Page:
069                        y[i] = x[i].conjugate();
070                }
071
072                // compute forward FFT
073                y = fft(y);
074
075                // take conjugate again
076                for (int i = 0; i < N; i++) {
077                        y[i] = y[i].conjugate();
078                }
079
080                // divide by N
081                for (int i = 0; i < N; i++) {
082                        y[i] = y[i].times(1.0 / N);
083                }
084
085                return y;
086
087        }
088
089        // compute the circular convolution of x and y
090        public static Complex[] cconvolve(Complex[] x, Complex[] y) {
091
092                // should probably pad x and y with 0s so that they have same length
093                // and are powers of 2
094                if (x.length != y.length) { throw new Error("Dimensions don't agree"); }
095
096                int N = x.length;
097
098                // compute FFT of each sequence
099                Complex[] a = fft(x);
100                Complex[] b = fft(y);
101
102                // point-wise multiply
103                Complex[] c = new Complex[N];
104                for (int i = 0; i < N; i++) {
105                        c[i] = a[i].times(b[i]);
106                }
107
108                // compute inverse FFT
109                return ifft(c);
110        }
111
112
113        // compute the linear convolution of x and y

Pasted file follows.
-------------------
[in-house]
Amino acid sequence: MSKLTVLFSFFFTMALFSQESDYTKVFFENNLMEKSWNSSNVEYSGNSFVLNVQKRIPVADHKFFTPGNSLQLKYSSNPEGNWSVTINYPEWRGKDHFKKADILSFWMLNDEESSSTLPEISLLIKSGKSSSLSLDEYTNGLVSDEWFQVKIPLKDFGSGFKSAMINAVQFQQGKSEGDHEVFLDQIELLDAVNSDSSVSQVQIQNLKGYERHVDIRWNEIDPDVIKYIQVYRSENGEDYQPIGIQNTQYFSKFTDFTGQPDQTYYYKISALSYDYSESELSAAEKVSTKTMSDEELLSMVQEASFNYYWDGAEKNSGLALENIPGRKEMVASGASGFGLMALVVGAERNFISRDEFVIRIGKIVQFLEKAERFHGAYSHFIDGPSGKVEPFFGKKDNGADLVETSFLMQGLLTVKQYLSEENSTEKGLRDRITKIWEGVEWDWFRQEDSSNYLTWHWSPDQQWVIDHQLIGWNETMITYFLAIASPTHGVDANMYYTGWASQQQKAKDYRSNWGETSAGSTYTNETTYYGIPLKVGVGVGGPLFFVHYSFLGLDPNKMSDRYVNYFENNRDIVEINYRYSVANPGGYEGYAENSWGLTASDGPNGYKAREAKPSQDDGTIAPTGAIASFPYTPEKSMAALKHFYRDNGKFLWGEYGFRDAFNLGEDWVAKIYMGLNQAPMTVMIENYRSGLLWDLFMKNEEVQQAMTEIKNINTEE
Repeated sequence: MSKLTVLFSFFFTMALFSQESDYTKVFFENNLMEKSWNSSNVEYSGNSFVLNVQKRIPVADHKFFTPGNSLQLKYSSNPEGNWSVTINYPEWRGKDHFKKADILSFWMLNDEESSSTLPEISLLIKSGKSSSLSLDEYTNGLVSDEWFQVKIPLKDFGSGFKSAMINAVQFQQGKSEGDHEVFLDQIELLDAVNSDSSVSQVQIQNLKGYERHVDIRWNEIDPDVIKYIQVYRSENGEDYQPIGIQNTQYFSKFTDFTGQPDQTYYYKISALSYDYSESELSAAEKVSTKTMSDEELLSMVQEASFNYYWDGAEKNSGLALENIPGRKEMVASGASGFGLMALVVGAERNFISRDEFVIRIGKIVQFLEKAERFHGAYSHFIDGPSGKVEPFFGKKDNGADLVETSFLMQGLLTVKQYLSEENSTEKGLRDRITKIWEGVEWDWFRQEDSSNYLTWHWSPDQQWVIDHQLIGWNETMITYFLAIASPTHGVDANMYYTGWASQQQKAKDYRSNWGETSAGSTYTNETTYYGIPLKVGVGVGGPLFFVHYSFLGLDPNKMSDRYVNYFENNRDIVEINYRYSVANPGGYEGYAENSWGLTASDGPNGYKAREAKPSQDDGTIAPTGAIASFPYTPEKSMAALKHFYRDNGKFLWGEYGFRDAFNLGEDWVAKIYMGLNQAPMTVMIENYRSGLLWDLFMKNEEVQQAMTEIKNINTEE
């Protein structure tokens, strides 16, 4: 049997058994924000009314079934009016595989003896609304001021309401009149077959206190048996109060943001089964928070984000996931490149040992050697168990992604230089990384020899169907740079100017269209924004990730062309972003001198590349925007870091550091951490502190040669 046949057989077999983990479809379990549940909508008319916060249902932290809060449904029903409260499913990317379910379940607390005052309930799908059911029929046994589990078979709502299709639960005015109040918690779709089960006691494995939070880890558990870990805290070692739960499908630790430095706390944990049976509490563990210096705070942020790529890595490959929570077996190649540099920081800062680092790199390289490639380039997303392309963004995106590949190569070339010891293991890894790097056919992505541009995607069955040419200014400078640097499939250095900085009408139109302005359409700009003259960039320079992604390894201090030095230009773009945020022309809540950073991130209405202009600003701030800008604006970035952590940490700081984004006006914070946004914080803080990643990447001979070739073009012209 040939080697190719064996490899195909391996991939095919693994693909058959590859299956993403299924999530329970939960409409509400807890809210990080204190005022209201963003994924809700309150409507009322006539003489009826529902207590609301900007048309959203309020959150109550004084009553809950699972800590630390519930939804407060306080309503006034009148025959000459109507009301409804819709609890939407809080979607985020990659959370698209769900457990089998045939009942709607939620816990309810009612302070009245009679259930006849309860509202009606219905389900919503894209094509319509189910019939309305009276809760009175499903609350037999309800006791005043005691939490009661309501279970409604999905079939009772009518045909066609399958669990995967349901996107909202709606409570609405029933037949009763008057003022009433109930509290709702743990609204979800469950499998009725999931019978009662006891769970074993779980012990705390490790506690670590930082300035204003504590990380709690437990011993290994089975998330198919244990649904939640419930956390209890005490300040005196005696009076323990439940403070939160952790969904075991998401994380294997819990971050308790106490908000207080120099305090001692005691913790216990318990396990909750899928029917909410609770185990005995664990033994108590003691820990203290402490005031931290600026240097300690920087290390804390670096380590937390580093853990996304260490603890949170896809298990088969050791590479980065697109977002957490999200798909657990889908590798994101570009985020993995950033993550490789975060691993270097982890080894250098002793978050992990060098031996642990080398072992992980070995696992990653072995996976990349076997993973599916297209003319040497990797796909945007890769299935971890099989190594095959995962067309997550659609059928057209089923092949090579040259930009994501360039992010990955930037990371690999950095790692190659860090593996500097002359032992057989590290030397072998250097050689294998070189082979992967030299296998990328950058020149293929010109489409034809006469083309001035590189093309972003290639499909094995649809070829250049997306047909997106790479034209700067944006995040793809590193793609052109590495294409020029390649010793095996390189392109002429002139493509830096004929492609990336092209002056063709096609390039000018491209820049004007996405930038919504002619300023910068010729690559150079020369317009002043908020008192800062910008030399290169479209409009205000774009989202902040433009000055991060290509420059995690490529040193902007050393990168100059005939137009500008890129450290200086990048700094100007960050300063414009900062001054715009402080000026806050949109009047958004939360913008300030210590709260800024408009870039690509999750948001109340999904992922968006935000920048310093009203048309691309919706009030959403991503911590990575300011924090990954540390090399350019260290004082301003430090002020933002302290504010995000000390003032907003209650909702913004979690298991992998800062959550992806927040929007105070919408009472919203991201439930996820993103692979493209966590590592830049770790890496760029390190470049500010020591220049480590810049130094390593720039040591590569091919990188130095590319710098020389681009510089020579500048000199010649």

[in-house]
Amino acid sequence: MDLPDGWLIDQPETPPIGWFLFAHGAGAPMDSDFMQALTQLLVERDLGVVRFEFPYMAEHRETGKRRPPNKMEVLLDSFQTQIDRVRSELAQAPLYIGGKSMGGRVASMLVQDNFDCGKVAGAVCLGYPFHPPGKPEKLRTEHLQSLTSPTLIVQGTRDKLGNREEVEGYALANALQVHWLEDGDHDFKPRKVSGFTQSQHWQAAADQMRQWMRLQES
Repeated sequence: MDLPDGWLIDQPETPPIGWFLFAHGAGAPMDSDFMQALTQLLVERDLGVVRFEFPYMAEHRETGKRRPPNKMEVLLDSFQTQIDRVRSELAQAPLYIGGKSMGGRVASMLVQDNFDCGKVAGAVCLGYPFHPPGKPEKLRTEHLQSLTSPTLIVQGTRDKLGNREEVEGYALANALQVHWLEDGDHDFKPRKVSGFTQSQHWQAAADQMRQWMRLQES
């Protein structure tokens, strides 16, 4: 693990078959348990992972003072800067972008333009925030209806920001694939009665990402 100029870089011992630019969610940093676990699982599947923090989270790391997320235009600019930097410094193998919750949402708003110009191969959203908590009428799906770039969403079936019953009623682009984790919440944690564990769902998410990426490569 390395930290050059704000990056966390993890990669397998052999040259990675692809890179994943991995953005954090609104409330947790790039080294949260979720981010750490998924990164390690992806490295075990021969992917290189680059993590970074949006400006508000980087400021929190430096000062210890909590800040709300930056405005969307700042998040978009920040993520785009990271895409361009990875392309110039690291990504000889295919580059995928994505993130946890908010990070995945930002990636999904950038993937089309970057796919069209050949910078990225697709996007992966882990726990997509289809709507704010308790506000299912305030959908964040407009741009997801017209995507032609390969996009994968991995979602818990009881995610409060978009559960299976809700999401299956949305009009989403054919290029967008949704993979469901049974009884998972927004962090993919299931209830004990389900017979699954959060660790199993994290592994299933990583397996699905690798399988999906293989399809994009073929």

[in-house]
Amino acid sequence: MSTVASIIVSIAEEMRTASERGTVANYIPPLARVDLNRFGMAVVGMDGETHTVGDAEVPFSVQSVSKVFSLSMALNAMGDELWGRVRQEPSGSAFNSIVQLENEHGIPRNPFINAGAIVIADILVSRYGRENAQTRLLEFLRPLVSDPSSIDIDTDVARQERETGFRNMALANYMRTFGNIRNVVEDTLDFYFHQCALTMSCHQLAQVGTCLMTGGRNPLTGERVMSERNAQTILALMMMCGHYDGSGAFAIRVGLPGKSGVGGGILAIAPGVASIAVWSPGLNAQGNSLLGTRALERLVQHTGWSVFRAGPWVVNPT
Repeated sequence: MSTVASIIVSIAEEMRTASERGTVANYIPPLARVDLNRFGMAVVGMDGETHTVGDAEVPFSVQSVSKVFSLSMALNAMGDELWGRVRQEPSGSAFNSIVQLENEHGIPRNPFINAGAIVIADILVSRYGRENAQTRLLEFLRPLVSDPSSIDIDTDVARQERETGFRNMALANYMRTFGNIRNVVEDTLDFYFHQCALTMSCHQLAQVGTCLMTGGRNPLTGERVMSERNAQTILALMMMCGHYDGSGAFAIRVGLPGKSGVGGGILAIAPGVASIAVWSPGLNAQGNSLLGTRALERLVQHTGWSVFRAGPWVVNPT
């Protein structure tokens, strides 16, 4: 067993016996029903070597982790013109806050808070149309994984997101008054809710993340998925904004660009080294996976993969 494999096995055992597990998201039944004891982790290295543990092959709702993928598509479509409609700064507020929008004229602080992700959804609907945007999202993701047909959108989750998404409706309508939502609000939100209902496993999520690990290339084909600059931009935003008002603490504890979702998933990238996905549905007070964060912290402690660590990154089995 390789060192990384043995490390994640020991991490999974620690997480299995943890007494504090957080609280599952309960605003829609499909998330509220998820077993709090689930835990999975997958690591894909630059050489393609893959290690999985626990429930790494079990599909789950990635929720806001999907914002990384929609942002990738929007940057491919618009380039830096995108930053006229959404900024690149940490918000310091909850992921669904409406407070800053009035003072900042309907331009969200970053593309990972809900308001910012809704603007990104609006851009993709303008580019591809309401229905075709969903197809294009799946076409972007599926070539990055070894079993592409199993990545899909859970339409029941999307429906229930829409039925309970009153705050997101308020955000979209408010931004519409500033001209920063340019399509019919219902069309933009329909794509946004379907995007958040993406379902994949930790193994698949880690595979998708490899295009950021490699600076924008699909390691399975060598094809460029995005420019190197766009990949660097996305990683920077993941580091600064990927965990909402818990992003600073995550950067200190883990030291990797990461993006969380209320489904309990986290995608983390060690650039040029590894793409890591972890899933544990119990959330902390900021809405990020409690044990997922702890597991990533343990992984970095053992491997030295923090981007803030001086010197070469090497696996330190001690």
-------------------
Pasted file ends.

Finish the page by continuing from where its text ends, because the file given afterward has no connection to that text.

114        public static Complex[] convolve(Complex[] x, Complex[] y) {
115                Complex ZERO = new Complex(0, 0);
116
117                Complex[] a = new Complex[2*x.length];
118                for (int i = 0;        i <   x.length; i++) a[i] = x[i];
119                for (int i = x.length; i < 2*x.length; i++) a[i] = ZERO;
120
121                Complex[] b = new Complex[2*y.length];
122                for (int i = 0;        i <   y.length; i++) b[i] = y[i];
123                for (int i = y.length; i < 2*y.length; i++) b[i] = ZERO;
124
125                return cconvolve(a, b);
126        }
127
128        // display an array of Complex numbers to standard output
129        public static void show(Complex[] x, String title) {
130                StdOut.println(title);
131                StdOut.println("-------------------");
132                for (Complex element : x) {
133                        StdOut.println(element);
134                }
135                StdOut.println();
136        }
137
138
139        /* *******************************************************************
140         *  Test client and sample execution
141         *
142         *  % java FFT 4
143         *  x